Just a thought.

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Old 09-05-2011, 09:16 PM   #7
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Quote:
Originally Posted by Goodweed of the North View Post
Have you considered an induction cooktop? They offer the instant heat flexibility of gas, but without the flame. And they are the safest of all cooktops as no heat is generated until a pan is placed on the burner. Because of the nature of induction heat, temperature control is precise, and cleanup is easier as only the pan, and what it touches get hot. So food doesn't burn to the stove top.

Just a thought.

Seeeeeeeya; Goodweed of the North
That's what I am going to get for my next range. My range is only 2 years old and it's great, but I would really like induction, by the time this one gives up the ghost, hopefully induction will be much cheaper. All the benefits of gas, easy cleanup, and really quick heating and boiling.
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Old 09-08-2011, 02:55 PM   #8
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I don't know anything about induction. What are the pros, and cons compare to gas?
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Old 09-08-2011, 07:47 PM   #9
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Pros:
1. No flame so it's safer, won't cause a fire.
2. No hot burner, so it's safer, won't burn you or children.
3. Most efficient of any fuel. Uses electricity to generate magnetic waves that make iron and steel pots and pans get hot. Only the pans get hot. No air is heated by the energy.
4. No waste products from the stove because there are no combustion gasses, means cleaner air in your home.
5. Instant temperature change, just like gas. No warm up or cool down as there are with radiant elements, or heat coils.
6. Cooks foods faster.
7, no hot-spots on the pots and pans because there is not heat conduction from contact with a burner.
8. Works by a process called induction. The expanding and collapsing magnetic fields create eddy-currents in the iron or steel pots and pans. As iron and steel are poor conductors of electricity, the metal acts as a resistive element and heats up. There is no path for current flow through the user. Therefore, all of the energy supplied by the inductive stove is used to generate heat in the pan, with no waste heat flowing around the pan, and heating the house.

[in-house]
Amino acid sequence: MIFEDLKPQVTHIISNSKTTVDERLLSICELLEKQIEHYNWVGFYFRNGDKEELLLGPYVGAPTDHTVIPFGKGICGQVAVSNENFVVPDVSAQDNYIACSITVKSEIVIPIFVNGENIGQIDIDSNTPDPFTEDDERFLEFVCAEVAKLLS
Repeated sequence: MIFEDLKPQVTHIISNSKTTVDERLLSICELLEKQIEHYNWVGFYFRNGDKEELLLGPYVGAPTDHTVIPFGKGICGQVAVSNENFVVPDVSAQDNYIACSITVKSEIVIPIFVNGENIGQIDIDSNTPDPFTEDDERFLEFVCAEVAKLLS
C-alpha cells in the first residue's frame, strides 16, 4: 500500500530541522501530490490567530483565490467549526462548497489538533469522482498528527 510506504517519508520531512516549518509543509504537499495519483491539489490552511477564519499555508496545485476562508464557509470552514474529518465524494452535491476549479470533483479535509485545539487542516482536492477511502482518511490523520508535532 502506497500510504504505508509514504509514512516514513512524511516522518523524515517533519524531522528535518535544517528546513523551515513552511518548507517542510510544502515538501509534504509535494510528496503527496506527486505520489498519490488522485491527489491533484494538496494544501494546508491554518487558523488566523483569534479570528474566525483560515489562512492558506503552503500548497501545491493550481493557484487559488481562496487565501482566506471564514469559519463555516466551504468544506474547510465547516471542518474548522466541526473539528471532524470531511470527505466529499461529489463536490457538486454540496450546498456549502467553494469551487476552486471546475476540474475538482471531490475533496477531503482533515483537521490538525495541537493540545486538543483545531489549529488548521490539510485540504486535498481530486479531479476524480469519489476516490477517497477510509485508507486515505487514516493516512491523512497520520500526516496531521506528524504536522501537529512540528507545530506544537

9. Since the only heat produced is by the pan metal, only that part of the stove touching the pan actually gets hot. Spill-overs don't burn on the stove surface.

Cons - only works with steel and iron pots and pans. Won't work with aluminum, glass, ceramic, or copper post and pans.

Seeeeeeya; Goodweed of the North
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Old 09-08-2011, 08:00 PM   #10
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Quote:
Originally Posted by Goodweed of the North View Post
Pros:
1. No flame so it's safer, won't cause a fire.
2. No hot burner, so it's safer, won't burn you or children.
3. Most efficient of any fuel. Uses electricity to generate magnetic waves that make iron and steel pots and pans get hot. Only the pans get hot. No air is heated by the energy.
4. No waste products from the stove because there are no combustion gasses, means cleaner air in your home.
5. Instant temperature change, just like gas. No warm up or cool down as there are with radiant elements, or heat coils.
6. Cooks foods faster.
7, no hot-spots on the pots and pans because there is not heat conduction from contact with a burner.
8. Works by a process called induction. The expanding and collapsing magnetic fields create eddy-currents in the iron or steel pots and pans. As iron and steel are poor conductors of electricity, the metal acts as a resistive element and heats up. There is no path for current flow through the user. Therefore, all of the energy supplied by the inductive stove is used to generate heat in the pan, with no waste heat flowing around the pan, and heating the house.
9. Since the only heat produced is by the pan metal, only that part of the stove touching the pan actually gets hot. Spill-overs don't burn on the stove surface.

Cons - only works with steel and iron pots and pans. Won't work with aluminum, glass, ceramic, or copper post and pans.

Seeeeeeya; Goodweed of the North
What about a porcelain coated cast iron pot such as a Le Crueset French oven. The CI is magnetic but does it have to be in direct contact with the cooktop?